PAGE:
Carotid Plaque Morphological Classification Compared With Biomechanical Cap Stress
Implications for a Magnetic Resonance Imaging–Based Assessment
Background and Purpose—Two approaches to target plaque vulnerability—a histopathologic classification scheme and a biomechanical analysis—were compared and the implications for noninvasive risk stratification of carotid plaques using magnetic resonance imaging were assessed.
Methods—Seventy-five histological plaque cross sections were obtained from carotid endarterectomy specimens from 34 patients (>70% stenosis) and subjected to both a Virmani histopathologic classification (thin fibrous cap atheroma with <0.2-mm cap thickness, presumed vulnerable) and a peak cap stress computation (<140 kPa: presumed stable; >300 kPa: presumed vulnerable). To demonstrate the implications for noninvasive plaque assessment, numeric simulations of a typical carotid magnetic resonance imaging protocol were performed (0.62×0.62 mm2 in-plane acquired voxel size) and used to obtain the magnetic resonance imaging–based peak cap stress.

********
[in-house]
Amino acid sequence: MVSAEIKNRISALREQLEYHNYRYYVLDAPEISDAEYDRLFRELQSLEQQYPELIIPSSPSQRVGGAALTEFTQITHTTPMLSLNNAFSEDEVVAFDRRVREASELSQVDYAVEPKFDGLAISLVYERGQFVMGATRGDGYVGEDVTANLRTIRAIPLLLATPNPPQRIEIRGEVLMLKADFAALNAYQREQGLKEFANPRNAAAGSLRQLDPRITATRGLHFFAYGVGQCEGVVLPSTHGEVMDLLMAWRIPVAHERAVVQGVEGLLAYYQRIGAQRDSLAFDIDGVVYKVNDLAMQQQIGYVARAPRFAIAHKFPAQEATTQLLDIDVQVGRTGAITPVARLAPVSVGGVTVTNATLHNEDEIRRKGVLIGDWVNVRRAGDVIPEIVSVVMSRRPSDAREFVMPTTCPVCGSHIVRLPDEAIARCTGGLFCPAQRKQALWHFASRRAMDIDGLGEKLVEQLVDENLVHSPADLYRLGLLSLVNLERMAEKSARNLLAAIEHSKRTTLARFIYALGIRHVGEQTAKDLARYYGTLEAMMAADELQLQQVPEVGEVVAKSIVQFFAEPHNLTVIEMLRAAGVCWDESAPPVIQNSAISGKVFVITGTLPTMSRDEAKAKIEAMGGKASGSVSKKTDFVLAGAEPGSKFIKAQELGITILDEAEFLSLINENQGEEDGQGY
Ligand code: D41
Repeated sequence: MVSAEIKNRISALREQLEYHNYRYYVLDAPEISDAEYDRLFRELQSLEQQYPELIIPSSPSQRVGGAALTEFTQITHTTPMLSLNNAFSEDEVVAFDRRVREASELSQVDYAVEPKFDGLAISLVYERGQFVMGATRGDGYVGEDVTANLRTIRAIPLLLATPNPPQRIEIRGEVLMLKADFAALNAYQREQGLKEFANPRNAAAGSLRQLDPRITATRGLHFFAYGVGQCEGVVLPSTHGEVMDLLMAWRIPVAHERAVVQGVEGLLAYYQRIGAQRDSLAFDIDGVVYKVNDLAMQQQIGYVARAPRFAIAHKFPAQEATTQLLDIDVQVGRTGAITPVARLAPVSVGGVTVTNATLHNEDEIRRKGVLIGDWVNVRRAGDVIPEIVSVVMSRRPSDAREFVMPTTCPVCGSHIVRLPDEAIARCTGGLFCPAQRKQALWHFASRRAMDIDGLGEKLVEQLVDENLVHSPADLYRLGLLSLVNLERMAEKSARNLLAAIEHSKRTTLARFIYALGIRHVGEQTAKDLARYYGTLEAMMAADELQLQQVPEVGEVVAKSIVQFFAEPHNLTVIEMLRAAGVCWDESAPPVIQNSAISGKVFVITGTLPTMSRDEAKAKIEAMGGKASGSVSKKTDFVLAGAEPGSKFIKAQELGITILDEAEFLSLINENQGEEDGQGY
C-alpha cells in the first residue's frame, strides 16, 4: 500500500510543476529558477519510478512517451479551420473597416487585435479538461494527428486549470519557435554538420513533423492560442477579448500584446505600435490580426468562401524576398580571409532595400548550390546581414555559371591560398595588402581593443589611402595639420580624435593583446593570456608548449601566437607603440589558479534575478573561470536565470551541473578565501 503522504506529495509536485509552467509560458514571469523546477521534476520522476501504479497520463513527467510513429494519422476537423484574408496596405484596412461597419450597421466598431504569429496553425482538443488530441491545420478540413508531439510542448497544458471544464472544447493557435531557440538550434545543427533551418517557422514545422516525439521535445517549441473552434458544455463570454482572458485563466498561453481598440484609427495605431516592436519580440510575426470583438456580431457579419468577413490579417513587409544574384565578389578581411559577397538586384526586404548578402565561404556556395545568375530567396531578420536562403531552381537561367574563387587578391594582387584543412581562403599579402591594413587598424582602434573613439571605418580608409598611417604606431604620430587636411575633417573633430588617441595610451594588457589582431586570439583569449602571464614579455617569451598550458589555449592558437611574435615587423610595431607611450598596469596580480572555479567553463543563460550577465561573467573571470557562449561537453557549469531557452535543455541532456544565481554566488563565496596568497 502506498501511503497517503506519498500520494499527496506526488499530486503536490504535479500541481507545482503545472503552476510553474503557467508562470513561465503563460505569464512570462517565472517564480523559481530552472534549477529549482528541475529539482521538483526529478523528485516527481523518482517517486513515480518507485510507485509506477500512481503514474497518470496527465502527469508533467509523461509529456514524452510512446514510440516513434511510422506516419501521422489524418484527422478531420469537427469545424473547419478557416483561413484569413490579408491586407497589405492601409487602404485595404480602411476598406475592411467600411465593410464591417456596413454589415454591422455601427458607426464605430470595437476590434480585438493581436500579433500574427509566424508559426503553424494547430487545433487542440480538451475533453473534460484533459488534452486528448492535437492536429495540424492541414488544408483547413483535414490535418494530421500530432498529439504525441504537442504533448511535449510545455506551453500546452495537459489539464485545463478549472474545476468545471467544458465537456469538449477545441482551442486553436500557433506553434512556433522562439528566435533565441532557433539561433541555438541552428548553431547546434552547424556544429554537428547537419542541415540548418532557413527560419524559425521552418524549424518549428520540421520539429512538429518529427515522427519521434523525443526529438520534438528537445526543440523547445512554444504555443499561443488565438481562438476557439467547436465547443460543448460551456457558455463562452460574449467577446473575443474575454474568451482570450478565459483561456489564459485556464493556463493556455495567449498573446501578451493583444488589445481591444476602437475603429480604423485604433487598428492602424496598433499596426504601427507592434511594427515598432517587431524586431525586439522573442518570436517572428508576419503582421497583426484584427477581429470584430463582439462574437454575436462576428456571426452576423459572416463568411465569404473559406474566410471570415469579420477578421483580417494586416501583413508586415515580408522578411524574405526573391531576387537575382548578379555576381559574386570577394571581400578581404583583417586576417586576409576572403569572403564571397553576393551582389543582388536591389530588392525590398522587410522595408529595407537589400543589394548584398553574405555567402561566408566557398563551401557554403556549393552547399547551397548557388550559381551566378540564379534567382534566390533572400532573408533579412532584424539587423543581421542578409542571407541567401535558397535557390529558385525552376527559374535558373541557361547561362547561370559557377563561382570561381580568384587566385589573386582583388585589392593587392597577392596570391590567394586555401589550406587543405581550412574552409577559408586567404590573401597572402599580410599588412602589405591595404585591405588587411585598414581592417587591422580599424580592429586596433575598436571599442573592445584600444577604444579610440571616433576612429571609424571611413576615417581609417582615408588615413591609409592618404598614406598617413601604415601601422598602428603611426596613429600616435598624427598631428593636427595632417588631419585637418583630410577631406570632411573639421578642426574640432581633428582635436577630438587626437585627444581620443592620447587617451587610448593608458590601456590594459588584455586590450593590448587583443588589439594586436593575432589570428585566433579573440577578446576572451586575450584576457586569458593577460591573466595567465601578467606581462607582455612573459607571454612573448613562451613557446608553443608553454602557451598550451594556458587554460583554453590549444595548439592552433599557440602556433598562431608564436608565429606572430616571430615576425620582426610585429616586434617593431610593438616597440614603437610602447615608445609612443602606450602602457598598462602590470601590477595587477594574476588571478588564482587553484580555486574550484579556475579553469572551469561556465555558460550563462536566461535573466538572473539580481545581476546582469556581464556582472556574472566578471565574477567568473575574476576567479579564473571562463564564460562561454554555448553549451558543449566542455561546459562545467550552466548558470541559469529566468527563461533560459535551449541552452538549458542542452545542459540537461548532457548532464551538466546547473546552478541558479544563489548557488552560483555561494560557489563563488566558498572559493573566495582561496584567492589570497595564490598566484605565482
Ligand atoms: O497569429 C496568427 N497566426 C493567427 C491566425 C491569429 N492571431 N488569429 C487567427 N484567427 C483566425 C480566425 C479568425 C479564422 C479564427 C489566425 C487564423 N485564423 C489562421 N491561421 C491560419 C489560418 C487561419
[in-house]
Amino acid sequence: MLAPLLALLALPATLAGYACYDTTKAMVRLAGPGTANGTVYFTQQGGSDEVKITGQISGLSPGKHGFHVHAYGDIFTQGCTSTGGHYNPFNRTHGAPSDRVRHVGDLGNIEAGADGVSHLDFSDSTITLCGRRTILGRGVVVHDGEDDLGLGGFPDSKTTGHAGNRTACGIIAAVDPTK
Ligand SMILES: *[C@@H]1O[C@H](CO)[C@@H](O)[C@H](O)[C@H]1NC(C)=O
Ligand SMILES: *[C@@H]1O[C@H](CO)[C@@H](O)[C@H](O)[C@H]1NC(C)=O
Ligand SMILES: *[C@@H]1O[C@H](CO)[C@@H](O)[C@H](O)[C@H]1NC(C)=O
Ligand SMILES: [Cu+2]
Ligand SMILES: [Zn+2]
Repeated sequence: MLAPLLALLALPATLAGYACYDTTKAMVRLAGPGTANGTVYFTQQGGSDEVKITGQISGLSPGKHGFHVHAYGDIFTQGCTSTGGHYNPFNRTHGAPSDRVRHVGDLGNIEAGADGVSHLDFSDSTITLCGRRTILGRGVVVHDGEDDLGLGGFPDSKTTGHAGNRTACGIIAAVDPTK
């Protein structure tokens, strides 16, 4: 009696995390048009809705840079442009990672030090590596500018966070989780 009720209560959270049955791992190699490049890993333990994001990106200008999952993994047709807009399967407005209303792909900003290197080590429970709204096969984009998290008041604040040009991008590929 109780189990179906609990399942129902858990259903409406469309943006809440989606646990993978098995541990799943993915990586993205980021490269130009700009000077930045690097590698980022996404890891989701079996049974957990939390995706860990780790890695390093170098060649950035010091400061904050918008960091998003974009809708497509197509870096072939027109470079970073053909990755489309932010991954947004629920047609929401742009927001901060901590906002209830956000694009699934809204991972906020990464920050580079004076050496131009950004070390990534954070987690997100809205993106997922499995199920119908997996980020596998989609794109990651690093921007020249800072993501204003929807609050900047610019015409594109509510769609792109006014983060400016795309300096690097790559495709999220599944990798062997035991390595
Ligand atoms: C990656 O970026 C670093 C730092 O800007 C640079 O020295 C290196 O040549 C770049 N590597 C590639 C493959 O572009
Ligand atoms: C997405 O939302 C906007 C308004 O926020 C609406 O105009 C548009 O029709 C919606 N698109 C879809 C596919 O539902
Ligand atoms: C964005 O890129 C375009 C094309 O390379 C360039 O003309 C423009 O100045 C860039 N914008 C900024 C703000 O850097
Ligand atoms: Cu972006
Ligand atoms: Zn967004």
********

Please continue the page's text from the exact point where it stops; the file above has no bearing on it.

Results—Peak cap stress was generally associated with histological classification. However, only 16 of 25 plaque cross sections could be labeled as high-risk (peak cap stress>300 kPa and classified as a thin fibrous cap atheroma). Twenty-eight of 50 plaque cross sections could be labeled as low-risk (a peak cap stress<140 kPa and not a thin fibrous cap atheroma), leading to a κ=0.39. 31 plaques (41%) had a disagreement between both classifications. Because of the limited magnetic resonance imaging voxel size with regard to cap thickness, a noninvasive identification of only a group of low-risk, thick-cap plaques was reliable.
Conclusions—Instead of trying to target only vulnerable plaques, a more reliable noninvasive identification of a select group of stable plaques with a thick cap and low stress might be a more fruitful approach to start reducing surgical interventions on carotid plaques.
- Received April 8, 2015.
- Revision received April 8, 2015.
- Accepted April 21, 2015.
- © 2015 American Heart Association, Inc.